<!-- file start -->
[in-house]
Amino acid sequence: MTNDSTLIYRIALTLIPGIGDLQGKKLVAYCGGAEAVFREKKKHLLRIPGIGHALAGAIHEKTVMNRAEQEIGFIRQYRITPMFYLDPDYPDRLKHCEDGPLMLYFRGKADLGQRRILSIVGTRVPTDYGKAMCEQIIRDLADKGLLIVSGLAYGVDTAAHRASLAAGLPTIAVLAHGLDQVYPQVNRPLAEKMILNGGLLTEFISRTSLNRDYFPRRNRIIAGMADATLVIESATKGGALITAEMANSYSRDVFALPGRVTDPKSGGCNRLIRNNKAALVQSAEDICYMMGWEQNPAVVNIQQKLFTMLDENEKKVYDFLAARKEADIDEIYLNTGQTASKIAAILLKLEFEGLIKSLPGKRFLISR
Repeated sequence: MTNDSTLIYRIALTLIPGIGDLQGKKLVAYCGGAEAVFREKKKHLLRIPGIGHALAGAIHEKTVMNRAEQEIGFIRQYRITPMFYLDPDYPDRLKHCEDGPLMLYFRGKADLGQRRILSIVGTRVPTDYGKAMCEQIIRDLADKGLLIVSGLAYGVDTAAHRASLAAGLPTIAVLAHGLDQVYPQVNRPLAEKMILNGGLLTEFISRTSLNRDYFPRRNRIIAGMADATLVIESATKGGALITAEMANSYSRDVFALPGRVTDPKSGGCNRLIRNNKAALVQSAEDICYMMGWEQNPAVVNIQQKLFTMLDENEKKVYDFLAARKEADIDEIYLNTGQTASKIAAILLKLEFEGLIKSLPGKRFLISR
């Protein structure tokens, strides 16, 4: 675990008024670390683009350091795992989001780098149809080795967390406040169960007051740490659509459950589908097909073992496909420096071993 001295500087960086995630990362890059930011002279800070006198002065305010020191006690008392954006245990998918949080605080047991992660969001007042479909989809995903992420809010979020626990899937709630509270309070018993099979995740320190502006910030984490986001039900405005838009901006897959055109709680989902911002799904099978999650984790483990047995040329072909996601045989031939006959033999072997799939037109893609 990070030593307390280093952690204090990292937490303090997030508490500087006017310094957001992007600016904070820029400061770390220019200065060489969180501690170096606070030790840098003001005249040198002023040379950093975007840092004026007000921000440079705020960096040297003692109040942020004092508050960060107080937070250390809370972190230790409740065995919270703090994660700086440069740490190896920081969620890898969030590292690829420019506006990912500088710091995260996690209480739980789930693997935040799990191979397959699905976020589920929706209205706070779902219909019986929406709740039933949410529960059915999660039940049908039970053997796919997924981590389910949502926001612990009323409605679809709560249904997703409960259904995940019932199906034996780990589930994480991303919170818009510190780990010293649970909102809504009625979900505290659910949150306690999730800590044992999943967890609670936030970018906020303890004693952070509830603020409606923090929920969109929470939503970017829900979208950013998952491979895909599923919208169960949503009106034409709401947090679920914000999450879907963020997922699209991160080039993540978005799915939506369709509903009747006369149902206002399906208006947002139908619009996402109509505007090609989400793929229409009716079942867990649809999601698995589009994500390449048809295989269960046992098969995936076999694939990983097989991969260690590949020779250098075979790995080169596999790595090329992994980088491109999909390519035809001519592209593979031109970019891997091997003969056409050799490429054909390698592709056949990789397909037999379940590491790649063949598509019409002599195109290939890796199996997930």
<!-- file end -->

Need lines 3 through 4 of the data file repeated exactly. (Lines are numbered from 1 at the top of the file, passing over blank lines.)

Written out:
Repeated sequence: MTNDSTLIYRIALTLIPGIGDLQGKKLVAYCGGAEAVFREKKKHLLRIPGIGHALAGAIHEKTVMNRAEQEIGFIRQYRITPMFYLDPDYPDRLKHCEDGPLMLYFRGKADLGQRRILSIVGTRVPTDYGKAMCEQIIRDLADKGLLIVSGLAYGVDTAAHRASLAAGLPTIAVLAHGLDQVYPQVNRPLAEKMILNGGLLTEFISRTSLNRDYFPRRNRIIAGMADATLVIESATKGGALITAEMANSYSRDVFALPGRVTDPKSGGCNRLIRNNKAALVQSAEDICYMMGWEQNPAVVNIQQKLFTMLDENEKKVYDFLAARKEADIDEIYLNTGQTASKIAAILLKLEFEGLIKSLPGKRFLISR
């Protein structure tokens, strides 16, 4: 675990008024670390683009350091795992989001780098149809080795967390406040169960007051740490659509459950589908097909073992496909420096071993 001295500087960086995630990362890059930011002279800070006198002065305010020191006690008392954006245990998918949080605080047991992660969001007042479909989809995903992420809010979020626990899937709630509270309070018993099979995740320190502006910030984490986001039900405005838009901006897959055109709680989902911002799904099978999650984790483990047995040329072909996601045989031939006959033999072997799939037109893609 990070030593307390280093952690204090990292937490303090997030508490500087006017310094957001992007600016904070820029400061770390220019200065060489969180501690170096606070030790840098003001005249040198002023040379950093975007840092004026007000921000440079705020960096040297003692109040942020004092508050960060107080937070250390809370972190230790409740065995919270703090994660700086440069740490190896920081969620890898969030590292690829420019506006990912500088710091995260996690209480739980789930693997935040799990191979397959699905976020589920929706209205706070779902219909019986929406709740039933949410529960059915999660039940049908039970053997796919997924981590389910949502926001612990009323409605679809709560249904997703409960259904995940019932199906034996780990589930994480991303919170818009510190780990010293649970909102809504009625979900505290659910949150306690999730800590044992999943967890609670936030970018906020303890004693952070509830603020409606923090929920969109929470939503970017829900979208950013998952491979895909599923919208169960949503009106034409709401947090679920914000999450879907963020997922699209991160080039993540978005799915939506369709509903009747006369149902206002399906208006947002139908619009996402109509505007090609989400793929229409009716079942867990649809999601698995589009994500390449048809295989269960046992098969995936076999694939990983097989991969260690590949020779250098075979790995080169596999790595090329992994980088491109999909390519035809001519592209593979031109970019891997091997003969056409050799490429054909390698592709056949990789397909037999379940590491790649063949598509019409002599195109290939890796199996997930």